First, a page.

This past week I had the joy of taking part in a very old Korean tradition, making the winter store of Kim Chi. For those who aren't familiar with the dish, it's a kind of spicy fermented cabbage that is served with every meal in Korea. Though, I guess it's not limited to cabbage. You can make Kim Chi with just about any vegetable. Anyhow, at the start of winter, women usually get together in large groups and spend about two days making Kim Chi. I was invited to attend such an event with some women from church. Here is a look into the process.
Well, you start with cabbage. We made a "small batch" so we only used about 40 cabbages and 20 of those giant radishes. (I have titled this photo "before the onslaught")
Next, we washed and salted the cabbage. Yes, that is a giant cabbage bathtub. But don't worry. It's a small batch.
While the cabbage is sitting there all salty and thinking about itself we move to sauce preparation. The left is a bowl of anchovies puree and a TON of garlic. The left is a starch concoction with a rice base. When I asked what it was for, I was told it would make the Kim Chi taste "smooth".
The next addition was smashed ginger. If you'd like to know how much you're out of luck. When I asked what recipe they used or how they knew to make it, they responded that they just did. No Recipe required. I believe it too. These four women moved around and got everything done with little discussion of the task itself.
Now for a little bit of the sea. This step required seaweed, the green blog now in the bowl, fresh shrimp, 3 month old pickled shrimp, year old pickled shrimp, to the left there, raw squid and fish sauce.
And a ton of crushed red pepper.
Then to the chopping station. In addition to saucy stuff and sea food, you add cilantro, these Korean greens, green onions, carrots, radish, turnip, and pear. All grated super fine. Thought my arm would fall off.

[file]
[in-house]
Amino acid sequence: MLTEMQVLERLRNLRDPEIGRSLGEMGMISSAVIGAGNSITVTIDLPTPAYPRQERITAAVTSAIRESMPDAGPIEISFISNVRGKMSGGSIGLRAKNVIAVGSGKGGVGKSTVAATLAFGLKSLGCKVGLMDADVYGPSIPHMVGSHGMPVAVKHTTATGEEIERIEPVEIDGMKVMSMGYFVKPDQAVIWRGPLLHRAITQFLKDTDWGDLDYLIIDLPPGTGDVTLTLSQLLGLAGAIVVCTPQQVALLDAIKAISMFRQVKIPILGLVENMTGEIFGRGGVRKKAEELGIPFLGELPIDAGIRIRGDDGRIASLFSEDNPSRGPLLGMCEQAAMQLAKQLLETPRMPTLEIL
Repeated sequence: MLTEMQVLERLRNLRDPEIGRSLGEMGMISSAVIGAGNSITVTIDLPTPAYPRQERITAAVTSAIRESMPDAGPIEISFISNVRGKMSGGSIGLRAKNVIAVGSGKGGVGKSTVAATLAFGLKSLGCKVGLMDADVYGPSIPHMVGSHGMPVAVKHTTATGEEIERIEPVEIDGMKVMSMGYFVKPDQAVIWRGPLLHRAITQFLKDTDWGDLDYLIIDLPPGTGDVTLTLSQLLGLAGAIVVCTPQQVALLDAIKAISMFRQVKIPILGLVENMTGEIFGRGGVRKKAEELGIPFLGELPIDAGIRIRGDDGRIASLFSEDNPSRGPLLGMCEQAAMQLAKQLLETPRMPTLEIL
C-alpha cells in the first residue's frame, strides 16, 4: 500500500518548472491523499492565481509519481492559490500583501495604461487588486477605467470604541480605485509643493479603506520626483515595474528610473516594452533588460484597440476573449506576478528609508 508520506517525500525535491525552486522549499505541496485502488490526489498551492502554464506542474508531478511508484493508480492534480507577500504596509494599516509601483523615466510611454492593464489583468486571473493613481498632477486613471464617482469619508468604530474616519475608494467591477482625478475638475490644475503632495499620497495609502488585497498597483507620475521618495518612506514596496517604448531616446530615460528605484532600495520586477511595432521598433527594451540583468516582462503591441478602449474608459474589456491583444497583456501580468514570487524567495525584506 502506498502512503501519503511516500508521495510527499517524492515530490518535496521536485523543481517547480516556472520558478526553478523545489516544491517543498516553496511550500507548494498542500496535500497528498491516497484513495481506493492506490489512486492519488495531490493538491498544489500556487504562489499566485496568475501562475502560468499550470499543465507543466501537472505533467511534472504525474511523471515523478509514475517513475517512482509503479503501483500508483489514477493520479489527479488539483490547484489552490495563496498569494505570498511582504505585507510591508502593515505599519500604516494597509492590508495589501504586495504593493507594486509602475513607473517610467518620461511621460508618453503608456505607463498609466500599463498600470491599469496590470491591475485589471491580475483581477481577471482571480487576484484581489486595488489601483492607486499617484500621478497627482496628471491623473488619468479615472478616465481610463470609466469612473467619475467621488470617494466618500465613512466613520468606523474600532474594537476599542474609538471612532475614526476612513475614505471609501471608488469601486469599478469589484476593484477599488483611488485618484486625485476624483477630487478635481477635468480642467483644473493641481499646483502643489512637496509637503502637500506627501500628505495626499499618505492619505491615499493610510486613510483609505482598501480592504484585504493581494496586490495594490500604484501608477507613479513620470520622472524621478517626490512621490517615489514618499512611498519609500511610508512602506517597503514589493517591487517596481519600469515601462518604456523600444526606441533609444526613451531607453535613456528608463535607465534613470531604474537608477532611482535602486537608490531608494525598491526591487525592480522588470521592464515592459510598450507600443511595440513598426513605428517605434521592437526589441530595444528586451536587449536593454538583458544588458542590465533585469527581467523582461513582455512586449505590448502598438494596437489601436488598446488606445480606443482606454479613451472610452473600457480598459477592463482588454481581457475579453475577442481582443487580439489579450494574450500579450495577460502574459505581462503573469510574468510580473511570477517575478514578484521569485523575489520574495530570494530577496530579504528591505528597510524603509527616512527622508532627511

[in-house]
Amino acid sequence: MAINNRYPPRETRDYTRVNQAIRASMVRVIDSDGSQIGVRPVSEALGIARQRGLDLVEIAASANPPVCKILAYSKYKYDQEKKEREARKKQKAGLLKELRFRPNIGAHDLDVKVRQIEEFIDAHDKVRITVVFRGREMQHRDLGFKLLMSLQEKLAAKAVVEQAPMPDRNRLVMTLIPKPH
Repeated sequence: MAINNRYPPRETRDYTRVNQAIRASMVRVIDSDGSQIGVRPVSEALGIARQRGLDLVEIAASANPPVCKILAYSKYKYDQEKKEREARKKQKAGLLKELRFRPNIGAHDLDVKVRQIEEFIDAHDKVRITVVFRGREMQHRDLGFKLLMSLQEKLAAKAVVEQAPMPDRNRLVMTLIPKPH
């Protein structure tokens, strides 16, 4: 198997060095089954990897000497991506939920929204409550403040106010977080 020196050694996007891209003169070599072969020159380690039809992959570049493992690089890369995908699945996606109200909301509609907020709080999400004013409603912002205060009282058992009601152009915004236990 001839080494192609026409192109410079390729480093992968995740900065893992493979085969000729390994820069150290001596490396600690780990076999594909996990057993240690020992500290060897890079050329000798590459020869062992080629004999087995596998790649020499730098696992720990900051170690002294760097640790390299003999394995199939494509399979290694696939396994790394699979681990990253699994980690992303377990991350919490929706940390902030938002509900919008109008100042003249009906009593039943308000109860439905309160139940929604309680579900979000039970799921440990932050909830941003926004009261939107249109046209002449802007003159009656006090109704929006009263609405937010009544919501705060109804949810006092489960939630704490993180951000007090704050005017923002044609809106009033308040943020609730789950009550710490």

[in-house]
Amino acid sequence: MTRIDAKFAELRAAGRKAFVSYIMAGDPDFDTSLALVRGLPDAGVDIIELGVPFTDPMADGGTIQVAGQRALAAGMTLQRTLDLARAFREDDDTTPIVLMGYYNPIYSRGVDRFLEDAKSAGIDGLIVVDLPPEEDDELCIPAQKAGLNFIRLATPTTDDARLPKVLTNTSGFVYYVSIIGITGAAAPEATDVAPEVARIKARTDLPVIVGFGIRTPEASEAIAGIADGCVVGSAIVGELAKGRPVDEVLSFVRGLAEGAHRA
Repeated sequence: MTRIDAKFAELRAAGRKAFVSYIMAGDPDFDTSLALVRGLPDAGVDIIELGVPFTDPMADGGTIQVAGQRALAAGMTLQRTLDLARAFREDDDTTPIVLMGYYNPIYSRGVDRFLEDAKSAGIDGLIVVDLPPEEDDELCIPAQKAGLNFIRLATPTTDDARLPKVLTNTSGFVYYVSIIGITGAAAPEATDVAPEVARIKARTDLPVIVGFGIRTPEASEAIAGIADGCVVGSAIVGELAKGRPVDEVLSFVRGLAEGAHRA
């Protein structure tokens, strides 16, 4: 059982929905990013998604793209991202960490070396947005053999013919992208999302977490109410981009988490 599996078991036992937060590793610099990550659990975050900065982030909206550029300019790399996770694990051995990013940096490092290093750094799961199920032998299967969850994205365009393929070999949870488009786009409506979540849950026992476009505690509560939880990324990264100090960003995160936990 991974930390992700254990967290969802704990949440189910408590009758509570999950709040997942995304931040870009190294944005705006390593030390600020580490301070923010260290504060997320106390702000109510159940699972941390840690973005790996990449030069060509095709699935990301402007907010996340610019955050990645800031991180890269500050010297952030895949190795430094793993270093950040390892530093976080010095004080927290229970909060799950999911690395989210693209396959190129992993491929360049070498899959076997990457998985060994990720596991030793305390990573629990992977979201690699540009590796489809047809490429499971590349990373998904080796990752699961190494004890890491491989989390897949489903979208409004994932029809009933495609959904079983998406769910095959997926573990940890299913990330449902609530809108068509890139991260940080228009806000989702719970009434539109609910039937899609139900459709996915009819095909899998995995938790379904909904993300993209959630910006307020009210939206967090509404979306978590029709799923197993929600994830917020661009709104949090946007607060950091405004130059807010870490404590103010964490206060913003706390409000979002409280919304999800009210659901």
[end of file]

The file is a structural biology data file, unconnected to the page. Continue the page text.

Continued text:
To give you an idea of the scale of our operation. What started as the bowl and the chopping station has now merged to fill the large washtub we saw earlier.
Of course before we could deal with actually making the Kim Chi, we had to make sure the sauce was right. This involved eating raw oysters wrapped in fresh cabbage leaves with the Kim Chi sauce as a garnish. If all that raw sea food combined in a cabbage leaf doesn't sound like the most delicous thing in the world to you, I assure you that you are mistaken.
You then take a quarter of a cabbage and place it in the sauce. Then, you take the sauce and rub it in between each and every leaf. I was shocked how tenderly it was done. It was kind of like giving a baby a bath.
Then you fold the top over, wrap up the outer leaves tightly around the bundle and place it in a large earthenware jar. I loved seeing the cabbage wrapped up and snuggly in their winter beds. Also, I'm aware of how weird the previous sentence must sound, you just had to see the way these women worked to understand my madness.
Once the jar was full, and I mean full, pressure is key so they really shove it in there, the jar is topped off with fresh cabbage leaves. The rest of the jar is filled with boiling salty water and topped of with large rocks to add pressure. These jars were put aside to be eaten in about three months. We also put some in plastic containers for fresh Kim Chi. These are ready to eat immediately and won't ferment as much, so they'll be mush less sour.
The ladies are hard at work on the assembly line. I am so grateful to them for sharing this tradition, as well as some gossip, with me.